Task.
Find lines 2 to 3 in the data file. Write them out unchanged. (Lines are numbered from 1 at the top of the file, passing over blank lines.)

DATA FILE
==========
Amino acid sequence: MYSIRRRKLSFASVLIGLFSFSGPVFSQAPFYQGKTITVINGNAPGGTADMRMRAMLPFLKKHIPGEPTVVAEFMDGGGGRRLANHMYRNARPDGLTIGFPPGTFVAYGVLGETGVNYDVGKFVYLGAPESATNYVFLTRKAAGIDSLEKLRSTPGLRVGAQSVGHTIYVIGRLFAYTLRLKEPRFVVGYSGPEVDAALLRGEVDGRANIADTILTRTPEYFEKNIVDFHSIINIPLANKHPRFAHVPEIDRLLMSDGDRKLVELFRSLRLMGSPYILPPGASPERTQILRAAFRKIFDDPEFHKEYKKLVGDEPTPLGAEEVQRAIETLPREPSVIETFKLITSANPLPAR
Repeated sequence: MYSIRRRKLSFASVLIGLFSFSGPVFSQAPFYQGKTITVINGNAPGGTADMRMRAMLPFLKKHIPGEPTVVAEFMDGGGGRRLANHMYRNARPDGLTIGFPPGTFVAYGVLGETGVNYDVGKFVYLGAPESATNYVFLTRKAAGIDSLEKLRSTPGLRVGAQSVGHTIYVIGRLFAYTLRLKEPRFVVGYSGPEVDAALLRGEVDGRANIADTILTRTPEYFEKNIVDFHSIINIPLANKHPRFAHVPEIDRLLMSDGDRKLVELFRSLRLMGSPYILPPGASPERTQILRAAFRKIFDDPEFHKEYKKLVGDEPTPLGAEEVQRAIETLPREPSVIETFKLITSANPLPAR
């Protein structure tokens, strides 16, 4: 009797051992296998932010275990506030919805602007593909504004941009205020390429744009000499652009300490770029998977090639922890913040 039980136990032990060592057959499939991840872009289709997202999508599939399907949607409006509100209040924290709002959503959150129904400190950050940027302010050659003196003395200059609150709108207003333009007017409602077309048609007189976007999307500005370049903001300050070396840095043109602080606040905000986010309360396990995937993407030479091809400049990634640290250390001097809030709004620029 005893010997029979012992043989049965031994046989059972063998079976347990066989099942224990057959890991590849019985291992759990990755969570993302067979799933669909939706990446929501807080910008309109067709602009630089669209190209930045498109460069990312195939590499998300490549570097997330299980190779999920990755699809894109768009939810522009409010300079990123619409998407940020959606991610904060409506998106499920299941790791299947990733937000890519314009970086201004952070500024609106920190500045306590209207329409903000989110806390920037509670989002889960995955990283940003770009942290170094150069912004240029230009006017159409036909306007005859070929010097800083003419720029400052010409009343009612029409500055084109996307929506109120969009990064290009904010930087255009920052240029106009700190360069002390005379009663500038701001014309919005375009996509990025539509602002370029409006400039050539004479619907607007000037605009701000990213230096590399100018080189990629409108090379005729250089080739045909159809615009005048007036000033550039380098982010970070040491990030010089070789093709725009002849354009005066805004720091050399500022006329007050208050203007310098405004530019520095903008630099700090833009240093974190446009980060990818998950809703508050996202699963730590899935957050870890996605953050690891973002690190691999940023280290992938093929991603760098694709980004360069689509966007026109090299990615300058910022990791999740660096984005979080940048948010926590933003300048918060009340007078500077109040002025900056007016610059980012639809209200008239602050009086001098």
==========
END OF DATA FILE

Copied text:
Repeated sequence: MYSIRRRKLSFASVLIGLFSFSGPVFSQAPFYQGKTITVINGNAPGGTADMRMRAMLPFLKKHIPGEPTVVAEFMDGGGGRRLANHMYRNARPDGLTIGFPPGTFVAYGVLGETGVNYDVGKFVYLGAPESATNYVFLTRKAAGIDSLEKLRSTPGLRVGAQSVGHTIYVIGRLFAYTLRLKEPRFVVGYSGPEVDAALLRGEVDGRANIADTILTRTPEYFEKNIVDFHSIINIPLANKHPRFAHVPEIDRLLMSDGDRKLVELFRSLRLMGSPYILPPGASPERTQILRAAFRKIFDDPEFHKEYKKLVGDEPTPLGAEEVQRAIETLPREPSVIETFKLITSANPLPAR
């Protein structure tokens, strides 16, 4: 009797051992296998932010275990506030919805602007593909504004941009205020390429744009000499652009300490770029998977090639922890913040 039980136990032990060592057959499939991840872009289709997202999508599939399907949607409006509100209040924290709002959503959150129904400190950050940027302010050659003196003395200059609150709108207003333009007017409602077309048609007189976007999307500005370049903001300050070396840095043109602080606040905000986010309360396990995937993407030479091809400049990634640290250390001097809030709004620029 005893010997029979012992043989049965031994046989059972063998079976347990066989099942224990057959890991590849019985291992759990990755969570993302067979799933669909939706990446929501807080910008309109067709602009630089669209190209930045498109460069990312195939590499998300490549570097997330299980190779999920990755699809894109768009939810522009409010300079990123619409998407940020959606991610904060409506998106499920299941790791299947990733937000890519314009970086201004952070500024609106920190500045306590209207329409903000989110806390920037509670989002889960995955990283940003770009942290170094150069912004240029230009006017159409036909306007005859070929010097800083003419720029400052010409009343009612029409500055084109996307929506109120969009990064290009904010930087255009920052240029106009700190360069002390005379009663500038701001014309919005375009996509990025539509602002370029409006400039050539004479619907607007000037605009701000990213230096590399100018080189990629409108090379005729250089080739045909159809615009005048007036000033550039380098982010970070040491990030010089070789093709725009002849354009005066805004720091050399500022006329007050208050203007310098405004530019520095903008630099700090833009240093974190446009980060990818998950809703508050996202699963730590899935957050870890996605953050690891973002690190691999940023280290992938093929991603760098694709980004360069689509966007026109090299990615300058910022990791999740660096984005979080940048948010926590933003300048918060009340007078500077109040002025900056007016610059980012639809209200008239602050009086001098």